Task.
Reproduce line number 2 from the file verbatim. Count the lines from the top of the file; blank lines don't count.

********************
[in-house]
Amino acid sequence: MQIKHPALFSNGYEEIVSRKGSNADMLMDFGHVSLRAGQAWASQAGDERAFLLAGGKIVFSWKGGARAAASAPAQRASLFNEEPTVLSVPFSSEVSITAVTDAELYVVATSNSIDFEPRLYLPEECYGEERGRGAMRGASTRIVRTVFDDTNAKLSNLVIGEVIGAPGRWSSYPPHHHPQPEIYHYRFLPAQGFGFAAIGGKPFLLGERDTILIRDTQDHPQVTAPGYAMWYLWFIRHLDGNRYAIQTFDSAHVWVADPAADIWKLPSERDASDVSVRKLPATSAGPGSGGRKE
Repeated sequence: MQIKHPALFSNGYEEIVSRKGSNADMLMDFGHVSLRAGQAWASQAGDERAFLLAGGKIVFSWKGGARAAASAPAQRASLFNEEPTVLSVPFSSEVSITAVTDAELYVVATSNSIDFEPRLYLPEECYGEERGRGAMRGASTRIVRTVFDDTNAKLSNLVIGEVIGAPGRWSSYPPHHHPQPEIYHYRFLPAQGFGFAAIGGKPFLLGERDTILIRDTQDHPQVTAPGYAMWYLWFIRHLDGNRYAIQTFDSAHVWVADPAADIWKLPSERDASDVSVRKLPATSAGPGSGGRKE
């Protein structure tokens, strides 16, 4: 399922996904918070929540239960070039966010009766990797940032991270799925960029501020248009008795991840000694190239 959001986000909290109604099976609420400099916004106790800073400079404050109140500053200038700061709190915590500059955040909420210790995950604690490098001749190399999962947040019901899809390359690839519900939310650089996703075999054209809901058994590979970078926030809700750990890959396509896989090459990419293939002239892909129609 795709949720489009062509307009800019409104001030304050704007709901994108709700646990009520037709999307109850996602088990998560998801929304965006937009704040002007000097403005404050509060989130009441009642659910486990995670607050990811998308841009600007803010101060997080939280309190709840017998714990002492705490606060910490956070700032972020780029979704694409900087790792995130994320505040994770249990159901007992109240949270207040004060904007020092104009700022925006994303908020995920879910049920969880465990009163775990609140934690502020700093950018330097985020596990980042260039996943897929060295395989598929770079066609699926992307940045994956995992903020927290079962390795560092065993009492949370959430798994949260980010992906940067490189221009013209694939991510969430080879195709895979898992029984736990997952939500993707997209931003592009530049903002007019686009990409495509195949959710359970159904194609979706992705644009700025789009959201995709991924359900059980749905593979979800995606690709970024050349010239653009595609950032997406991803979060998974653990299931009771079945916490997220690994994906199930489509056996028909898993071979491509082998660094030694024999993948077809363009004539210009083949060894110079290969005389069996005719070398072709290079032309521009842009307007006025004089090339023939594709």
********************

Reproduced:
Amino acid sequence: MQIKHPALFSNGYEEIVSRKGSNADMLMDFGHVSLRAGQAWASQAGDERAFLLAGGKIVFSWKGGARAAASAPAQRASLFNEEPTVLSVPFSSEVSITAVTDAELYVVATSNSIDFEPRLYLPEECYGEERGRGAMRGASTRIVRTVFDDTNAKLSNLVIGEVIGAPGRWSSYPPHHHPQPEIYHYRFLPAQGFGFAAIGGKPFLLGERDTILIRDTQDHPQVTAPGYAMWYLWFIRHLDGNRYAIQTFDSAHVWVADPAADIWKLPSERDASDVSVRKLPATSAGPGSGGRKE